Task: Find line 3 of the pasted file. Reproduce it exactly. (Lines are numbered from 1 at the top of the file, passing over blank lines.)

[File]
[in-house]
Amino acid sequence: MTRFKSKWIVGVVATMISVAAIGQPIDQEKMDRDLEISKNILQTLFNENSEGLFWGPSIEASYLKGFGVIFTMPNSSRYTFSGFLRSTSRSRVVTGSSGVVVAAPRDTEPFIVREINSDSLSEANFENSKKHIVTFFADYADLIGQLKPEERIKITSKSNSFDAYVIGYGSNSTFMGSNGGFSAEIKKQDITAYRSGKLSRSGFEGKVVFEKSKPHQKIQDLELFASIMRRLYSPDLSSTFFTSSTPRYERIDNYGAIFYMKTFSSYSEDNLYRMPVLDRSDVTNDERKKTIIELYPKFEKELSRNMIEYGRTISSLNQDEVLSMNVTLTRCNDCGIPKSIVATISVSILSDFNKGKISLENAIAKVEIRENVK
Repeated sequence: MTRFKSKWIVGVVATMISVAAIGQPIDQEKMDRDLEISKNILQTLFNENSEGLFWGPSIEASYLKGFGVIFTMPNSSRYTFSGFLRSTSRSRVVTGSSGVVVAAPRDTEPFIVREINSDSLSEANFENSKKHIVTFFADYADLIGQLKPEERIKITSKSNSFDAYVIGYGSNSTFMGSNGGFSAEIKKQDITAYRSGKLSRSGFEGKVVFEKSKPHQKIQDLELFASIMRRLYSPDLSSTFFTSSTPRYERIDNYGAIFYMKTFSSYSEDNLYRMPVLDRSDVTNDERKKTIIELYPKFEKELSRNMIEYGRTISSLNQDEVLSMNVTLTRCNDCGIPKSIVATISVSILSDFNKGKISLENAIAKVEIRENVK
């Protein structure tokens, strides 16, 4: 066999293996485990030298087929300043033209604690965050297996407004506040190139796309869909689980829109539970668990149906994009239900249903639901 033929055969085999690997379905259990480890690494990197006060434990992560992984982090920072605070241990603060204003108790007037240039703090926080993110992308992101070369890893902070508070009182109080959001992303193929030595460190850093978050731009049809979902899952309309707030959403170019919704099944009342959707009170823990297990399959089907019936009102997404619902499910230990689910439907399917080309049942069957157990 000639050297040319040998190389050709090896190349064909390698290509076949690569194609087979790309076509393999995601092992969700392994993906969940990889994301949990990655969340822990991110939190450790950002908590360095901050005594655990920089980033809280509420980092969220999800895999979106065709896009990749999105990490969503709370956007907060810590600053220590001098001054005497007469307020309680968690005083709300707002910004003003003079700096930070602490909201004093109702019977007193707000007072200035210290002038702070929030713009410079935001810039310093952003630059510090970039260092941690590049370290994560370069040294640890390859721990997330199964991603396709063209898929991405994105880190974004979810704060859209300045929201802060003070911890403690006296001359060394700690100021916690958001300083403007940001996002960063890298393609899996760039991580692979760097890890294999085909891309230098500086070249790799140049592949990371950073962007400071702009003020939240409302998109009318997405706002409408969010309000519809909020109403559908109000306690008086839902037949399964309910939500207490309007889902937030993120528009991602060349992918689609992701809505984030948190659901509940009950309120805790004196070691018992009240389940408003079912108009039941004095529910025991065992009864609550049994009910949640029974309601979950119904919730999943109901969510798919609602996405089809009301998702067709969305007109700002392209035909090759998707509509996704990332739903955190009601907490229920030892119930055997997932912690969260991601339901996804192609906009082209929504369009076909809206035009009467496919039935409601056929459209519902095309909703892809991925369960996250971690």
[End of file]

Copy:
Repeated sequence: MTRFKSKWIVGVVATMISVAAIGQPIDQEKMDRDLEISKNILQTLFNENSEGLFWGPSIEASYLKGFGVIFTMPNSSRYTFSGFLRSTSRSRVVTGSSGVVVAAPRDTEPFIVREINSDSLSEANFENSKKHIVTFFADYADLIGQLKPEERIKITSKSNSFDAYVIGYGSNSTFMGSNGGFSAEIKKQDITAYRSGKLSRSGFEGKVVFEKSKPHQKIQDLELFASIMRRLYSPDLSSTFFTSSTPRYERIDNYGAIFYMKTFSSYSEDNLYRMPVLDRSDVTNDERKKTIIELYPKFEKELSRNMIEYGRTISSLNQDEVLSMNVTLTRCNDCGIPKSIVATISVSILSDFNKGKISLENAIAKVEIRENVK